Schumann: How to be proud of your body! Like you for you


Blog Contributor

Good, I see you fell for the clickbait title. Buckle up.

Between listening to elevator music and Prince’s Greatest hits on loop, I strayed off the beaten path and flipped though pop culture radio stations. Imagine the Stoic look on my face when I discovered Meghan Trainor’s “All About That Bass.”

After a brief internal debate about the meaninglessness of human existence, I opted not to steer into oncoming traffic but spent the remainder of the day pondering why such a song exists.

Grab the rum.
No, all of it. We’re going to need reinforcements.

Trainor bellows out how she stands in opposition to the unrealistic standards of beauty, describing how she/you (the market the song is for) are beautiful the way you are, how she’s not a stick figure Barbie (no shit) and some other pedantic consonants that are the musical equivalent of “uhhh” and “uhmmm.”

Unfortunately my rage when confronted with an impossibly stupid and assertive force has the tendency to dull my auditory perception, but I’m under the impression I heard enough to understand the idea.

Here’s a pro-tip: If anyone is only able to describe themselves in terms of what they aren’t, or what they’re opposed to, you can take this as a safe sign to end the conversation right there as they have no value to add to your life whatsoever.

The obvious conclusion is that Trainor fails to understand that for beauty (or any other attribute) to exist, it must stand in contrast with an opposing force. This is not profound.

While I’m sure it’ll serve as a motivational anthem for plus-size, “big and beautiful” women all over, it misses the point so entirely and reinforces the same behavior that further reinforced the type of thinking that caused the problem — and caused those to like it, to like it precisely because they hate themselves.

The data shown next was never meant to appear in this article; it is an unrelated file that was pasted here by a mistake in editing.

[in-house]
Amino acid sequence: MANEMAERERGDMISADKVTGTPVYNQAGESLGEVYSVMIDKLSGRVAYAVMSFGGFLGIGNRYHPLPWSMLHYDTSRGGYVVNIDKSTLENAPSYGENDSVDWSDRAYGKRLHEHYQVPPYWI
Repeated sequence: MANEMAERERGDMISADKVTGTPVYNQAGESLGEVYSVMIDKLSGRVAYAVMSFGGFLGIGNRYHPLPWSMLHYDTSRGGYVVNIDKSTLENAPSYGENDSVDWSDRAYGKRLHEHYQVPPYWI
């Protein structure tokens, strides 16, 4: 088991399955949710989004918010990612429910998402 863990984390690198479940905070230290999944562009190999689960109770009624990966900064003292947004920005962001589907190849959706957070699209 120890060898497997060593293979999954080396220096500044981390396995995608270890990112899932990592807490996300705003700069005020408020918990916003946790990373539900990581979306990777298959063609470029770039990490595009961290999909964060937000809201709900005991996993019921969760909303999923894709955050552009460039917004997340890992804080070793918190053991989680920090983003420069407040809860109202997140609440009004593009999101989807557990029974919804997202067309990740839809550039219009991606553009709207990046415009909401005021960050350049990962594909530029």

Did that make any sense? If no, thank god.

Giving yourself a pat on the back for trying/participating is an easy target that’s been beaten to a bloody pulp a million and four times over, but it is this exact same mindset that breeds such a song:

Follow along, I promise it’ll make sense.

Examine the following statement which is exactly the same as the idea proposed by the song, only the sounds coming out of your mouth change:

Just cause I can’t bench press a mobile home like those guys doesn’t mean I’m not strong.

Actually, yeah it does. You’re arguing over vague obscurities and ignoring the whole issue at hand. These conventions/perceptions and their accompanying definitions exist in the minds of multiple others

Arguing against, and trying to bend the definition of a word to make it fit you because you’d like to be associated with the idea you purport to stand in opposition to serves no purpose other than verifying the fact that this existing perception has power over you and influences your perception of yourself.

It’s descriptive madness. “Just cause I’m big doesn’t mean I’m not beautiful.